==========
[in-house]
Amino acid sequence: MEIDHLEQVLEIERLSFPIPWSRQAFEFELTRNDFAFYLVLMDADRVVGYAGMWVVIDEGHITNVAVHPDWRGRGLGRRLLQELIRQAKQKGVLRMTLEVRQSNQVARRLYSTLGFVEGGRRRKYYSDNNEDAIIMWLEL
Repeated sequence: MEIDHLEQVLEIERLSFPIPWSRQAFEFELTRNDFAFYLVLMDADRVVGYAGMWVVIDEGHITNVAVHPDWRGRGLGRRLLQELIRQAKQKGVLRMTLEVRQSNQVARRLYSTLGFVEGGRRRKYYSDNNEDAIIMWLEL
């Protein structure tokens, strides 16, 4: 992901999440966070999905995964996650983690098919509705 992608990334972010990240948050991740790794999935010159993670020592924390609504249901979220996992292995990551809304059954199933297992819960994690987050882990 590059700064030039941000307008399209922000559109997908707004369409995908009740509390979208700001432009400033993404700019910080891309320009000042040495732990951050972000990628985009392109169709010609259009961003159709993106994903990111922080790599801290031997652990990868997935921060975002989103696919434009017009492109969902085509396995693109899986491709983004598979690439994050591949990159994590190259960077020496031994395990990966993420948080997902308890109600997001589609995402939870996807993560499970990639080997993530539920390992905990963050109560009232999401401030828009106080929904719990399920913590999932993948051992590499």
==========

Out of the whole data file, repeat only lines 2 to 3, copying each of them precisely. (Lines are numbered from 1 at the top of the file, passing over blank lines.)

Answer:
Amino acid sequence: MEIDHLEQVLEIERLSFPIPWSRQAFEFELTRNDFAFYLVLMDADRVVGYAGMWVVIDEGHITNVAVHPDWRGRGLGRRLLQELIRQAKQKGVLRMTLEVRQSNQVARRLYSTLGFVEGGRRRKYYSDNNEDAIIMWLEL
Repeated sequence: MEIDHLEQVLEIERLSFPIPWSRQAFEFELTRNDFAFYLVLMDADRVVGYAGMWVVIDEGHITNVAVHPDWRGRGLGRRLLQELIRQAKQKGVLRMTLEVRQSNQVARRLYSTLGFVEGGRRRKYYSDNNEDAIIMWLEL